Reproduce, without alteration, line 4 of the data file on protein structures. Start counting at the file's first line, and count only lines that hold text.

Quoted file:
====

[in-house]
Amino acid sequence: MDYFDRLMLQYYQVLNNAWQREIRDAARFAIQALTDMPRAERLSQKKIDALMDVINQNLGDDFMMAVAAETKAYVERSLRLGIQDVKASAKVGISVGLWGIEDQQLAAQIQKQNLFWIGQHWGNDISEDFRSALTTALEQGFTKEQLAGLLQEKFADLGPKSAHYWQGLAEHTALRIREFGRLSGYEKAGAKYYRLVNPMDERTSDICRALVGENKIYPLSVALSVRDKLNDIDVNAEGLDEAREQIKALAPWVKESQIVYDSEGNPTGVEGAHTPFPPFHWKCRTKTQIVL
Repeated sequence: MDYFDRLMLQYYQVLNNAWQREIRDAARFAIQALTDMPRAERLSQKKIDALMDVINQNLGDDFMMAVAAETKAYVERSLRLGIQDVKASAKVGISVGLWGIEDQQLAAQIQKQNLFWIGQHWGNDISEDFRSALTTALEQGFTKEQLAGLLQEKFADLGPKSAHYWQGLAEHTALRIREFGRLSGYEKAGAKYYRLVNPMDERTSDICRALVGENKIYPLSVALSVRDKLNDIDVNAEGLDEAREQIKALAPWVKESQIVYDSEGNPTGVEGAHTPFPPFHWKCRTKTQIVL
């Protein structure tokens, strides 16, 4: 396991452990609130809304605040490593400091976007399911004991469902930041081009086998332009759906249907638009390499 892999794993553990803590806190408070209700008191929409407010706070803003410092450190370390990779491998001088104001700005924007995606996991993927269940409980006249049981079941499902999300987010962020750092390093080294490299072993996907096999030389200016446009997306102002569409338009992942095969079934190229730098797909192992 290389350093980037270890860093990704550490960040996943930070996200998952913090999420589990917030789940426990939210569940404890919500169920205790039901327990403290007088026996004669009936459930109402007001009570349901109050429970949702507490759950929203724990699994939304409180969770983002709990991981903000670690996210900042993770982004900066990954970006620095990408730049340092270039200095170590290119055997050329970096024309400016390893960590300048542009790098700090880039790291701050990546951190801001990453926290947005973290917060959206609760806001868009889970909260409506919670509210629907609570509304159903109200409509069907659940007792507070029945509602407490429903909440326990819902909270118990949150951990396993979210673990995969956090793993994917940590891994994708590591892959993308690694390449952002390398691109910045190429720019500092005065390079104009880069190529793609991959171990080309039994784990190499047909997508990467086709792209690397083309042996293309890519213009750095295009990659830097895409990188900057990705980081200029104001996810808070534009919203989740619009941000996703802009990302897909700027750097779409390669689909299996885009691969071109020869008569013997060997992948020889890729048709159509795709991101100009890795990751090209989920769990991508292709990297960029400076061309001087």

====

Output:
């Protein structure tokens, strides 16, 4: 396991452990609130809304605040490593400091976007399911004991469902930041081009086998332009759906249907638009390499 892999794993553990803590806190408070209700008191929409407010706070803003410092450190370390990779491998001088104001700005924007995606996991993927269940409980006249049981079941499902999300987010962020750092390093080294490299072993996907096999030389200016446009997306102002569409338009992942095969079934190229730098797909192992 290389350093980037270890860093990704550490960040996943930070996200998952913090999420589990917030789940426990939210569940404890919500169920205790039901327990403290007088026996004669009936459930109402007001009570349901109050429970949702507490759950929203724990699994939304409180969770983002709990991981903000670690996210900042993770982004900066990954970006620095990408730049340092270039200095170590290119055997050329970096024309400016390893960590300048542009790098700090880039790291701050990546951190801001990453926290947005973290917060959206609760806001868009889970909260409506919670509210629907609570509304159903109200409509069907659940007792507070029945509602407490429903909440326990819902909270118990949150951990396993979210673990995969956090793993994917940590891994994708590591892959993308690694390449952002390398691109910045190429720019500092005065390079104009880069190529793609991959171990080309039994784990190499047909997508990467086709792209690397083309042996293309890519213009750095295009990659830097895409990188900057990705980081200029104001996810808070534009919203989740619009941000996703802009990302897909700027750097779409390669689909299996885009691969071109020869008569013997060997992948020889890729048709159509795709991101100009890795990751090209989920769990991508292709990297960029400076061309001087």